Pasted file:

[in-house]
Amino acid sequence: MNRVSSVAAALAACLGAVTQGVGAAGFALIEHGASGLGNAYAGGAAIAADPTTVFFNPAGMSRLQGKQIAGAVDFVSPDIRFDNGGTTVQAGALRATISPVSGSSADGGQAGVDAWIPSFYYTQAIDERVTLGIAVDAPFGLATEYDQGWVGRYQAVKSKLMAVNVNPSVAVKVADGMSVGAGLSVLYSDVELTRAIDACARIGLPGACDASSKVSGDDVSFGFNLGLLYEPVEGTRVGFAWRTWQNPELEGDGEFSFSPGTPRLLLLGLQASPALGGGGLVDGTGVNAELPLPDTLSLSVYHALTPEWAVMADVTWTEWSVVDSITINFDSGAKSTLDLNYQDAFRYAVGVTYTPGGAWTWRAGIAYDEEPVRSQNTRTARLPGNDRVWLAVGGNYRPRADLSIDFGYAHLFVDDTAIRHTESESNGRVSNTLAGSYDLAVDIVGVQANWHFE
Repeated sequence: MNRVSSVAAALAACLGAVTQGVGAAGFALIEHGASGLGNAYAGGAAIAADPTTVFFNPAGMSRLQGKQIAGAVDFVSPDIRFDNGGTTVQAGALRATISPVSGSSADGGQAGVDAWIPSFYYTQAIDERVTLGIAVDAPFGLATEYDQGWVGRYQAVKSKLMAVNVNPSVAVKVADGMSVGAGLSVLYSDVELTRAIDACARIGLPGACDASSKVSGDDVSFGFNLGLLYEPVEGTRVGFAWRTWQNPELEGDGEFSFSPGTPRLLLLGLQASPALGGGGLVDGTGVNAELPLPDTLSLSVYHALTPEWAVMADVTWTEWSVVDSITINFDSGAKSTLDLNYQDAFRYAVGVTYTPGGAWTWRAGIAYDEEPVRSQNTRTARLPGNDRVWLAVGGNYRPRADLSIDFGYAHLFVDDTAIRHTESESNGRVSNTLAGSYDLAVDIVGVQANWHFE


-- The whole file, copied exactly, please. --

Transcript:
[in-house]
Amino acid sequence: MNRVSSVAAALAACLGAVTQGVGAAGFALIEHGASGLGNAYAGGAAIAADPTTVFFNPAGMSRLQGKQIAGAVDFVSPDIRFDNGGTTVQAGALRATISPVSGSSADGGQAGVDAWIPSFYYTQAIDERVTLGIAVDAPFGLATEYDQGWVGRYQAVKSKLMAVNVNPSVAVKVADGMSVGAGLSVLYSDVELTRAIDACARIGLPGACDASSKVSGDDVSFGFNLGLLYEPVEGTRVGFAWRTWQNPELEGDGEFSFSPGTPRLLLLGLQASPALGGGGLVDGTGVNAELPLPDTLSLSVYHALTPEWAVMADVTWTEWSVVDSITINFDSGAKSTLDLNYQDAFRYAVGVTYTPGGAWTWRAGIAYDEEPVRSQNTRTARLPGNDRVWLAVGGNYRPRADLSIDFGYAHLFVDDTAIRHTESESNGRVSNTLAGSYDLAVDIVGVQANWHFE
Repeated sequence: MNRVSSVAAALAACLGAVTQGVGAAGFALIEHGASGLGNAYAGGAAIAADPTTVFFNPAGMSRLQGKQIAGAVDFVSPDIRFDNGGTTVQAGALRATISPVSGSSADGGQAGVDAWIPSFYYTQAIDERVTLGIAVDAPFGLATEYDQGWVGRYQAVKSKLMAVNVNPSVAVKVADGMSVGAGLSVLYSDVELTRAIDACARIGLPGACDASSKVSGDDVSFGFNLGLLYEPVEGTRVGFAWRTWQNPELEGDGEFSFSPGTPRLLLLGLQASPALGGGGLVDGTGVNAELPLPDTLSLSVYHALTPEWAVMADVTWTEWSVVDSITINFDSGAKSTLDLNYQDAFRYAVGVTYTPGGAWTWRAGIAYDEEPVRSQNTRTARLPGNDRVWLAVGGNYRPRADLSIDFGYAHLFVDDTAIRHTESESNGRVSNTLAGSYDLAVDIVGVQANWHFE